Governor Wolf Announces Million Dollar Federal Grant to Improve Prison Education System, Implement Career Pathways

November 06, 2015

Harrisburg, PA – Governor Tom Wolf and Department of Corrections Secretary John Wetzel today announced the awarding of a grant from the U.S. Department of Education, Office of Career, Technical and Adult Education to DOC to improve prison education. The DOC will use the grant funds to prioritize adult offenders aged 25 and younger who are medium to high risk of reoffending.

“In order to truly make our system fairer and less costly, we need to create opportunity for young offenders to keep them from re-entering the system,” Governor Wolf said. “These funds will help Secretary Wetzel and Department of Corrections to bolster their efforts to reduce recidivism and prepare offenders for the world outside their walls.”

One of nine awardees nationwide and the only state corrections entity to receive the Improved Reentry Education award, the $1,084,522 grant covers a three-year period and is the largest single grant DOC has ever received.  Ninety percent of the grant — $976,301– is direct federal money, and DOC is matching that with $108,221 of in-kind funds

“We are extremely excited with the prospects that this grant offers our agency and our offenders,” Secretary Wetzel said.  “We plan to partner with a number of agencies and organizations and use their input along with the federal funds to restructure the delivery of educational, training and workforce programs to prepare offenders to have the skills and abilities to obtain and retain employment once released.”

Wetzel noted that the goal is to address the issue of underemployment for ex-offenders and to bridge the gap between prison and community-based education and training programs post incarceration.

“Education can be the one true equalizer, and with the growing focus on the improving people’s transition from prison to their communities, providing knowledge and skills will ensure our neighbors’ transition back to our communities prepared to contribute to the commonwealth and themselves. This initiative means Pennsylvania can set the standard,” Pedro A. Rivera said.

This grant will allow the DOC to reengineer how it assesses offenders and will provide the tools to help set offenders up for success.

“Ninety percent of state prison offenders return home.  With help from this grant, the DOC now will work to incorporate a career pathways approach through better program delivery and assessment of offender education levels, skills and career interests.  That assessment will help us to enter offenders into programs that are geared toward careers that best suit those levels and skills and that also meet employers’ recruiting needs,” Wetzel said.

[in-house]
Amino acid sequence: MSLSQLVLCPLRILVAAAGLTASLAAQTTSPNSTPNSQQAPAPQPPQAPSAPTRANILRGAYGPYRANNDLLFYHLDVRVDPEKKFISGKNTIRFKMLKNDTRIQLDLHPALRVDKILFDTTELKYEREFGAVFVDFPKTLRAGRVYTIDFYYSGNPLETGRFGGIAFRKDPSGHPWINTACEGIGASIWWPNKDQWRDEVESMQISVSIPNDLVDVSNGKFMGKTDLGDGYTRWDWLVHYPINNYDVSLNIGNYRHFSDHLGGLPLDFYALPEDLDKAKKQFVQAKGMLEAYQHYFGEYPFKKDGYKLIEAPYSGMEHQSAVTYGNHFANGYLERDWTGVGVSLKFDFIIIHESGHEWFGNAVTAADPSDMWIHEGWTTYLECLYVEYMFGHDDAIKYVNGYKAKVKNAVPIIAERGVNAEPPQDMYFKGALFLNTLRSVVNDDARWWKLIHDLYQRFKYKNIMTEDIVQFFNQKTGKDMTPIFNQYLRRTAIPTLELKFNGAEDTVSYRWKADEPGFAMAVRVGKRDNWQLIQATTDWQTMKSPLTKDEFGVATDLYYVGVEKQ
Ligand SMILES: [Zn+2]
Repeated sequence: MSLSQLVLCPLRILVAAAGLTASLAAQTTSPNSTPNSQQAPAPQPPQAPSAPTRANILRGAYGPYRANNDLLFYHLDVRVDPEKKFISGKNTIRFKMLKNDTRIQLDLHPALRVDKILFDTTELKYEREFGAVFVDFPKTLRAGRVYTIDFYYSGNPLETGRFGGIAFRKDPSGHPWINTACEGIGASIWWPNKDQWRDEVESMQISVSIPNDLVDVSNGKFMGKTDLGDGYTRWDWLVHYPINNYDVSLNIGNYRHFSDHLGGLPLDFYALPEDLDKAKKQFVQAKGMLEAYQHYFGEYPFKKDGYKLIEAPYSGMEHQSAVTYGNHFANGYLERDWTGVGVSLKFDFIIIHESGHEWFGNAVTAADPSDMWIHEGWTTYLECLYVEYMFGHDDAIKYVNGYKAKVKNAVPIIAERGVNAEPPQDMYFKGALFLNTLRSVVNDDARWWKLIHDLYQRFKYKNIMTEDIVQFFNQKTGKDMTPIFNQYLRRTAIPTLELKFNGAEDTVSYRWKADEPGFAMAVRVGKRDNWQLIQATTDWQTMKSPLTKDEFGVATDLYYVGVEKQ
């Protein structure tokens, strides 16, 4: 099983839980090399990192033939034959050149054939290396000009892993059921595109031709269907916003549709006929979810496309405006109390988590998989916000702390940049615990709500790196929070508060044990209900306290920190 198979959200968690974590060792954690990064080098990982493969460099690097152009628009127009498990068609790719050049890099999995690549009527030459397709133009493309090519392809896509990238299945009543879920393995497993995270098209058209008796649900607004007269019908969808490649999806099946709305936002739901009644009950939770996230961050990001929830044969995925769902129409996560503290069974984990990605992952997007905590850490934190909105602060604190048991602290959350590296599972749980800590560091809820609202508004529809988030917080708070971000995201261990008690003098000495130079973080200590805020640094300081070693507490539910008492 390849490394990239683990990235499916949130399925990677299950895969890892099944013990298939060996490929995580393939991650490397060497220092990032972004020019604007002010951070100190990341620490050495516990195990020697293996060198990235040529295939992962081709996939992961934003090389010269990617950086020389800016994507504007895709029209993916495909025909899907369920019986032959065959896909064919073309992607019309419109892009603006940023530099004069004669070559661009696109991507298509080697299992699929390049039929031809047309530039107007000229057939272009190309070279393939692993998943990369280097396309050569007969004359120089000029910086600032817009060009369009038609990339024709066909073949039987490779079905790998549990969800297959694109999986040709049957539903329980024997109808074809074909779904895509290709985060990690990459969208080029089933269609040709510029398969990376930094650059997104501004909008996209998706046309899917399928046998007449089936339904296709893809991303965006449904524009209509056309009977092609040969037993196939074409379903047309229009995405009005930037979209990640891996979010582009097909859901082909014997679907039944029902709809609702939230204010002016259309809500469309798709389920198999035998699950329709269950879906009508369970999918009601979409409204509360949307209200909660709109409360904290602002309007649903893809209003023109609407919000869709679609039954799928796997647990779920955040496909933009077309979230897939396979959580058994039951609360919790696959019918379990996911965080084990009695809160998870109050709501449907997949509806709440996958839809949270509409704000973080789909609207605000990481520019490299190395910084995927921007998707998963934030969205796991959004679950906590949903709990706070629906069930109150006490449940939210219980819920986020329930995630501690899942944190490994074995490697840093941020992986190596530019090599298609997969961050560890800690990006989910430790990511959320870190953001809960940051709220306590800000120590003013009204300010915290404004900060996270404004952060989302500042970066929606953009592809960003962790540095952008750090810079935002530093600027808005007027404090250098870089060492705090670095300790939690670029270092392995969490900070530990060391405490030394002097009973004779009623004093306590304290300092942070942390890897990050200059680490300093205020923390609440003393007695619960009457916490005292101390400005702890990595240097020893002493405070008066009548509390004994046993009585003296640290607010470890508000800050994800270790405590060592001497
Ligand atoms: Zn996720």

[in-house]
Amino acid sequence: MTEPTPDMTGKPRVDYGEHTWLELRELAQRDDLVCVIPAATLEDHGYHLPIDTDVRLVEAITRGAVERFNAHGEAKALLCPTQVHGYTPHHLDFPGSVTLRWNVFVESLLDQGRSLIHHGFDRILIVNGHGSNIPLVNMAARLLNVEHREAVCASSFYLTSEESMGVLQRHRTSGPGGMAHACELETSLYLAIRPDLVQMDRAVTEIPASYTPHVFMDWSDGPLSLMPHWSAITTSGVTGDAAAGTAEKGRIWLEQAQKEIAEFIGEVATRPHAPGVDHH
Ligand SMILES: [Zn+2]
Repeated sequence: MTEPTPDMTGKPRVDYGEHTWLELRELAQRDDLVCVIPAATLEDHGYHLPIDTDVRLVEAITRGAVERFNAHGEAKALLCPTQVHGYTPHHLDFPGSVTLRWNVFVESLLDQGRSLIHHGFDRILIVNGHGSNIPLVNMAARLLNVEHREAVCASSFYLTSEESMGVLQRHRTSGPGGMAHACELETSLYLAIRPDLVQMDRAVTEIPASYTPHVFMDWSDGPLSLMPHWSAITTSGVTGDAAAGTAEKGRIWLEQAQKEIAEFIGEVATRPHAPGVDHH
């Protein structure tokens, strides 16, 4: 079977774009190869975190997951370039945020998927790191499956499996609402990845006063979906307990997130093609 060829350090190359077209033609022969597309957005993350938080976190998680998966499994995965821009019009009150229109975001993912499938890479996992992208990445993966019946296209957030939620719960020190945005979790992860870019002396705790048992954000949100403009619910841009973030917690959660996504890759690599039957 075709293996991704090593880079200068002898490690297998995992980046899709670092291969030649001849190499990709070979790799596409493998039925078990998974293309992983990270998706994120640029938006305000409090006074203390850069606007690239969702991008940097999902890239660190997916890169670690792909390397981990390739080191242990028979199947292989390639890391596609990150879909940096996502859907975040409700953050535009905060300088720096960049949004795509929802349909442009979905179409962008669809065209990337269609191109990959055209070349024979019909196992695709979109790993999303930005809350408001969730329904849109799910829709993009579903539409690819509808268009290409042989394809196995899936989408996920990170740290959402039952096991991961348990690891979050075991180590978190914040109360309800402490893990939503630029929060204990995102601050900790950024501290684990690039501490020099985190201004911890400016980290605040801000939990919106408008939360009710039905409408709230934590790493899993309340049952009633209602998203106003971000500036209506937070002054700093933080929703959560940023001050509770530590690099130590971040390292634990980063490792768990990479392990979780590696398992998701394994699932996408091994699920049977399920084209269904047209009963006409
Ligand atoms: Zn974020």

“We need to provide offenders with the education and skills that fit the employer needs in the communities to which they will return after prison,” said PA Department of Labor & Industry Secretary Kathy Manderino. “Helping them to gain and maintain employment is in everyone’s best interest. We look forward to continuing our cooperative relationship with the Department of Corrections and are excited by this new opportunity to positively impact public safety.”

Partnering with state agencies, higher education institutions such as community colleges and universities, local workforce development boards, employers/labor management and criminal justice representatives, the DOC expects the following outcomes:

  • Improved integration and quality of corrections education services.
  • Decreased overall recidivism rates.
  • Increased education and industry recognized credential attainment for DOC students.
  • Increased employment placement and retention for state offenders.
  • Increased earning potential for ex-offenders allowing for a continued payment by them of court costs, fines and restitution.
  • Establish a continuum of education that promotes in-reach and transitional support into the community.

According to Wetzel work in this area is necessary because:

  • 42 percent of state offenders have completed less than 12th grade education.
  • Average reading levels for male offenders is slightly below 8th grade; and for female offenders it is slightly below 9th grade.
  • 81 percent of state offenders report as having no skills/being unskilled.
  • 73 percent of offenders aged 25 and under will most likely be re-arrested or re-incarcerated within three years from time of release.
  • 1 in 28 adult Pennsylvania citizens are either incarcerated in a state prison or county jail or are under some form of supervision (probation & parole).

“We have always said that the more educated an individual is, the less likely he or she is to reoffend or commit new crimes.  That is the goal of this agency, to help offenders change their ways so they don’t commit new crimes.  Education is a component of this important recidivism reduction strategy,” Wetzel said.

Reengineering the DOC’s education system involves developing an assessment system at the front end that will evaluate each offender’s aptitude, interest and ability and then will use all that information to create an individualized plan to help the offender to have a successful career after release from prison. Wetzel said that this work will involve an advisory board of experts in the areas of higher education and businesses that will help guide DOC officials in this area.

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